One I’ve done so many times – seemed so different.
First, it wasn’t first-light/low tide.
Mid-day, physically, a different beach.
Where I normally walk was deep under water.
Second, people density. ‘High season-full’.
Not my usual beach.
On return leg, resting on some stairs, I noticed a darting lizard.
Until it saw me.
Still, nervous, motionless (me, not the lizard) I watched. It snapped up a bug. Tiny bug, but so was that lizard. Easily equal to lizard’s head. I imagined that tiny lizard-brain debating, whether to risk dropping it while running or swallow whole. Body motionless, eyes scanning surroundings – imagining its risk/reward calculus, needing food (other than making more lizards, what do lizards do?), risk of sitting still …
Swallowed. Whole. As we all might, if we’d evolved without hinged jaws.
As that lizard scooted to a rock crevice to sleep off its big meal, I wondered if that tiny brain would ever have self-doubt about biting off something large. Humans do that all the time – we debate, re-debate, we doubt, re-doubt, vulnerable, sitting still, doing nothing but worry …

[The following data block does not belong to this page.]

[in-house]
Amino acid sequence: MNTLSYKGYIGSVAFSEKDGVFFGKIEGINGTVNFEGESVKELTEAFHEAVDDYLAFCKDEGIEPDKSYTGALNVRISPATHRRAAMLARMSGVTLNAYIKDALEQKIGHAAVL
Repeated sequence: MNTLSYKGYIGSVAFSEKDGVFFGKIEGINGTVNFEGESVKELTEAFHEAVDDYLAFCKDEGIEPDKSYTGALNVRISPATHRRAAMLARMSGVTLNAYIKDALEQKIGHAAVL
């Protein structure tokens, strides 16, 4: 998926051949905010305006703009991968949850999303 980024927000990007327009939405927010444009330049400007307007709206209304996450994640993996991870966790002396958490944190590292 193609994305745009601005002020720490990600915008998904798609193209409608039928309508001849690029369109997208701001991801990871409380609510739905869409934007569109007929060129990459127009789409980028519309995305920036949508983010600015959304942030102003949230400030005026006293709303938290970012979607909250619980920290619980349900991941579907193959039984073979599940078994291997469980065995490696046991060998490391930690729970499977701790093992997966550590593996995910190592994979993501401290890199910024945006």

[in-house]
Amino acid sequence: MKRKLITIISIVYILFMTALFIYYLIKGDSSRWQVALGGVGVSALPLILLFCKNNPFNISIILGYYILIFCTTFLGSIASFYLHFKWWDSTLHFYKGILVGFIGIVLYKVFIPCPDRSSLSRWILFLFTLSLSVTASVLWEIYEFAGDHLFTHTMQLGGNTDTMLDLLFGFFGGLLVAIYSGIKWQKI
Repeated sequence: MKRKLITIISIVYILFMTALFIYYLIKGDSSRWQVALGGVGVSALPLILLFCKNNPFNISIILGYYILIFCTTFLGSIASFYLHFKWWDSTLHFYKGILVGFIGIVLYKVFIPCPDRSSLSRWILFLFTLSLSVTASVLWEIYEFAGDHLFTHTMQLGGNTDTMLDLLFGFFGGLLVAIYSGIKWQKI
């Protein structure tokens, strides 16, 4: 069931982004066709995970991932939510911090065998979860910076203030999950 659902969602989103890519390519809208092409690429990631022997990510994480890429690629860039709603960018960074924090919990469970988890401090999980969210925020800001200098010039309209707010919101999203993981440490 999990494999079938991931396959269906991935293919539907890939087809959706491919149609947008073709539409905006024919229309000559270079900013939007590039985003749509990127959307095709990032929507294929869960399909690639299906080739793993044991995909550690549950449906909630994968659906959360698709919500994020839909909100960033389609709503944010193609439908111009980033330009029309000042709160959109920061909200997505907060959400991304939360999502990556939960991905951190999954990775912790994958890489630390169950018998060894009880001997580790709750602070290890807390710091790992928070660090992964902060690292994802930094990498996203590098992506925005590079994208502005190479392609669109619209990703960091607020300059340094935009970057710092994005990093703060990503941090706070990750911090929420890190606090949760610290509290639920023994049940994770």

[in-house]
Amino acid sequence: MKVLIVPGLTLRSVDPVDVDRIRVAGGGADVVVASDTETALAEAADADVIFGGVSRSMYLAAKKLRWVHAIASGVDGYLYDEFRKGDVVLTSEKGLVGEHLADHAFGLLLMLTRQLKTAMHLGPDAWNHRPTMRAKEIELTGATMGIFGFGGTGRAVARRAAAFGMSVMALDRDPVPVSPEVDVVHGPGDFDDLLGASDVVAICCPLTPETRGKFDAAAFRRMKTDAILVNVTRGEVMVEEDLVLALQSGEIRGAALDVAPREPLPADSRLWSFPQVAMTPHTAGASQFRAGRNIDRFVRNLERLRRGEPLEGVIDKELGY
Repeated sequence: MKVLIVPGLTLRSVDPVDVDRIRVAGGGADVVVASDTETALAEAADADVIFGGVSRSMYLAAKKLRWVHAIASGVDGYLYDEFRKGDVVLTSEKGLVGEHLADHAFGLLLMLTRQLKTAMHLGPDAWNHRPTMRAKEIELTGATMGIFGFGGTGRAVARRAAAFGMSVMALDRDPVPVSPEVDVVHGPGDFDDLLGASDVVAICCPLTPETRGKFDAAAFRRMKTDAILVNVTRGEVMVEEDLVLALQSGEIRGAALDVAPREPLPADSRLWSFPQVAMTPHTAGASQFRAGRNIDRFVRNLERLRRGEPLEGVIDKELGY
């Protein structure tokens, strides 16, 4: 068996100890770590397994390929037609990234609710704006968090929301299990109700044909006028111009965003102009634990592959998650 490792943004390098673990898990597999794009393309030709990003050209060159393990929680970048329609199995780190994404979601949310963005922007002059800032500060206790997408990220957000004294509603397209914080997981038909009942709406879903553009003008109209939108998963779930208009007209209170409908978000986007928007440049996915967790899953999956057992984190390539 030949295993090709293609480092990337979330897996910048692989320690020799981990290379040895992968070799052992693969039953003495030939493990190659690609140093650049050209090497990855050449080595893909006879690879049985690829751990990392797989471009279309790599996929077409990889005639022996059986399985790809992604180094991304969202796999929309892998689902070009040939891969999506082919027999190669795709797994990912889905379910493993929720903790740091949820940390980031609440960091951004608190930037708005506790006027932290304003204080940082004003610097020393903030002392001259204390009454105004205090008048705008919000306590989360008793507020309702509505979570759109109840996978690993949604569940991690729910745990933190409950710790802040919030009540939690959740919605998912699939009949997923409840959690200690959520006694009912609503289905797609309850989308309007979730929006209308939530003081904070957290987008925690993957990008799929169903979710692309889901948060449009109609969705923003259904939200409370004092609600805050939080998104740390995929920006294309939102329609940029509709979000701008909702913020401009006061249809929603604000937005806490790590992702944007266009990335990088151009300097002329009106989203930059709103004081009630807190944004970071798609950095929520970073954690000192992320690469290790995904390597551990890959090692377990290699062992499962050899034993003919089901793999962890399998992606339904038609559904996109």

Lizard contains a lesson.
Like those tidal pools. Tiny fish, trapped till tide comes to wave them out. Fish bowl microcosm of ocean life.
Several sizes, colours, varieties – fish competing for same food, wary of bigger fish, bigger fish wary that stopping to bite off something large would slow them down, make them vulnerable.
That hungry bigger fish cruised by, hesitated at rocky edge of that pool, a crab claw lunged out to end that fish’s hesitation.
Lizard taught its lesson.
Crab had fish for lunch.
column written/ published from Paia, Maui, HI
morning walk: 18C/64F, nearly cloudless, calm, shopkeepers sweeping debris from streets as sleepy-town wakes up to greet this day while my home-world is stopping for lunch; my breakfast is a warm apple/macadamia nut strudel from Moana Bakery …
Hi Mark, I agree with you Mark. Some days we should just spend our time daydreaming. Pick a day, to day… tomorrow? Do you need to schedule the day and block it in your calendar? Whatever we do, we need to “just” do it. For some reason, we as adults with busy lives and commitments, are not setting time aside to just use our imagination. “Imagination is the eye of the soul”, a quote by Joseph Joubert, Pensées rings true. How else do we get back in touch with ourselves and what is truly meaningful to us, DK, Edmonton, AB